Editorial: To Speakers of Shura Council and Parliament: Respect Bahrain's Poor
2019-05-14 - 1:49 am
Bahrain Mirror (Exclusive): Many decades may pass without the Bahraini people, especially the poor, hearing such a cynical laugh at their poverty and need, the laughter of the speaker of the Shura Council Ali Saleh Al-Saleh.
It was a sarcastic laugh at the fact that they are human beings who need to travel by car in a hot country, a country whose government has not provided public transport of good quality that would save them the cost of purchasing a vehicle and bearing its monthly expenses and annual insurance.
"A poor person can buy a car! How poor that person is!", Al-Saleh said, followed by a mocking laugh. The Shura Council speaker's comment came as a response to Mona Al-Mu'ayed who said that tax revenue (150 million dinars) will be collected from the pockets of the poor.
This offensive laughter came from a person who heads a legislative council that "represents the people", but the fact is that Al-Saleh does need the people, and only needs one person, i.e. the king, who appoints him as a member of a parliament, where half is appointed and the other half elected. This is precisely the point to which Bahrainis object in the 2002 Constitution, issued by the King unilaterally. The foundation of most of the country's affliction is: the lack of popular partnership in the political or economic decision-making process.
Bahrain's rulers and financiers do not like the poor, except for those who applaud and dance in election weddings. After the elections and slogans like "with your vote, you can" and "duty calls," the likes of Ali Al-Saleh spouts the truth- how the higher authority views of the nation's people, especially the poor.
These expressions are not the first and will not be the last, from the contempt of Sawsan Al-Shaer for Bahrainis, Minister Zayed Al-Zayani's multiple comments, to Ali Saleh Al-Saleh's words.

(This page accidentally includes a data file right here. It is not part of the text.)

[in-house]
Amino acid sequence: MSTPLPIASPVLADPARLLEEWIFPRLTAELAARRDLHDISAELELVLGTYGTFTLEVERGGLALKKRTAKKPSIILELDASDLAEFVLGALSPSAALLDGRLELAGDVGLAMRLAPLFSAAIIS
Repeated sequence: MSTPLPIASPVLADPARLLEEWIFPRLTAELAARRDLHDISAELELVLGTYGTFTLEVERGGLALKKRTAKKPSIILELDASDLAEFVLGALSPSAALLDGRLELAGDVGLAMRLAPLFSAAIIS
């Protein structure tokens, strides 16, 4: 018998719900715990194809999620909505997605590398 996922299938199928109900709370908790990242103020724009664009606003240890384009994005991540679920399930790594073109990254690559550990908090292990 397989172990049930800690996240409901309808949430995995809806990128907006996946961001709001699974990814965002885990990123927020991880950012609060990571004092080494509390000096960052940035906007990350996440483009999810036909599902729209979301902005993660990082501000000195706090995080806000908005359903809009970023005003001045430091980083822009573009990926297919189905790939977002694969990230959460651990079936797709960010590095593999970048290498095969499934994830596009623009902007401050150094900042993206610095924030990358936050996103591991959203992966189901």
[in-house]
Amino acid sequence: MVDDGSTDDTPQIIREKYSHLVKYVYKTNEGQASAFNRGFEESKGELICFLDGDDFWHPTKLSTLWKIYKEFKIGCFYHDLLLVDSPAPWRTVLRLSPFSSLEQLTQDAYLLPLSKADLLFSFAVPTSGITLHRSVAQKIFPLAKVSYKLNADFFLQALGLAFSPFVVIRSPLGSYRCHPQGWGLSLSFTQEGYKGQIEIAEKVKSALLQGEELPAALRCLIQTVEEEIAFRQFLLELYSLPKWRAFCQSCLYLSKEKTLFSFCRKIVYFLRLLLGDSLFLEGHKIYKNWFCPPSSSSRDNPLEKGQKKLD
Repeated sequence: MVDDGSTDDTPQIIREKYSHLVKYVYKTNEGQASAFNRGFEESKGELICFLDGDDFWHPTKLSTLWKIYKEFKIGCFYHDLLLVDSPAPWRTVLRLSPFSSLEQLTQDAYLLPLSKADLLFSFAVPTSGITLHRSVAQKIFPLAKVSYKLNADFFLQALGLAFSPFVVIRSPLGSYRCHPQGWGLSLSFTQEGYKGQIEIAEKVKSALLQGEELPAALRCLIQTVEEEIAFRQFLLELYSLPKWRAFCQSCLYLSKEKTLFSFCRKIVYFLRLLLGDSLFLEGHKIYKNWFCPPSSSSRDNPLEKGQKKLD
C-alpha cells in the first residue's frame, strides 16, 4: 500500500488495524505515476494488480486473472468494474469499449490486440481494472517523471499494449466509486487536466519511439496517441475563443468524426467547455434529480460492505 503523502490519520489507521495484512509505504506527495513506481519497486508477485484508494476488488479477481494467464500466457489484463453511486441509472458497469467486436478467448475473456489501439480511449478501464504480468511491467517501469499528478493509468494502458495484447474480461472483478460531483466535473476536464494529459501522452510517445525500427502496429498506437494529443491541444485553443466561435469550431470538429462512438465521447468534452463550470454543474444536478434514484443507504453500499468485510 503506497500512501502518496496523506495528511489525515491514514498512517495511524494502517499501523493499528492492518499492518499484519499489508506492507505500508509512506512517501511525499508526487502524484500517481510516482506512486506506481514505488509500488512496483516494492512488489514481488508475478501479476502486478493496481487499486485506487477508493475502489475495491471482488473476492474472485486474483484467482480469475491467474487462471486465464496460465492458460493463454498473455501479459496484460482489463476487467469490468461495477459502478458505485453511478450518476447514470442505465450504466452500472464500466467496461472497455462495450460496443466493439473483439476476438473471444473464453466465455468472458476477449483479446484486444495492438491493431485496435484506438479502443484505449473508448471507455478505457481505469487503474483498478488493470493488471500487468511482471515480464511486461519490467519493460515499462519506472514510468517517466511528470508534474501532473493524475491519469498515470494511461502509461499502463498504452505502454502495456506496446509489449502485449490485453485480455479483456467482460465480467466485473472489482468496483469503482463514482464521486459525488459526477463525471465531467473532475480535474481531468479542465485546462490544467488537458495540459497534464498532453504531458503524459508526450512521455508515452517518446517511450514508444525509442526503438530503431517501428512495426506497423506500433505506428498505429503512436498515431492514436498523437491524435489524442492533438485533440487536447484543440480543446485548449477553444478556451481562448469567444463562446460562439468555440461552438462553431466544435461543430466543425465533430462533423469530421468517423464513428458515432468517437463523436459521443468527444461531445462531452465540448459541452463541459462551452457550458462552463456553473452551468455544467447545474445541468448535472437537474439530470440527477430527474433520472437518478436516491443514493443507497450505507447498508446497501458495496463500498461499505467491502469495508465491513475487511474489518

Fawzia Zainal, who also runs a sham council, swore that there are no poor people who sleep hungry in Bahrain, just a week before Al-Saleh's sarcastic chuckle. This prompted many responses, especially from officials of charity organizations.
The common view among the likes of Al-Saleh and Fawzia Zainal is that the poor have themselves to blame for the cause of their poverty, and that due to their foolishness and laziness they have rendered themselves poor. Instead of pointing fingers at the poor of their country, the wealthy should realize that the productivity of individuals in rich countries is more because of the nature of the adopted system, not because of the nature of individuals and their extraordinary abilities. People in rich countries do not excel hundreds of times more productively than their counterparts in poorer countries because they are more talented or more educated. It is because they live in economies that enjoy better techniques, more organized institutions and better financial infrastructure- all these are factors produced by the collective actions and efforts throughout past generations.
This is in addition to the fact that when the rich in poor countries support the survival of corrupt regimes in positions of power and back wrong political and economic conditions, they benefit from that alone, for they in fact bear the brunt of their country's underdevelopment far more than anyone else.
Respect Bahrain's poor.
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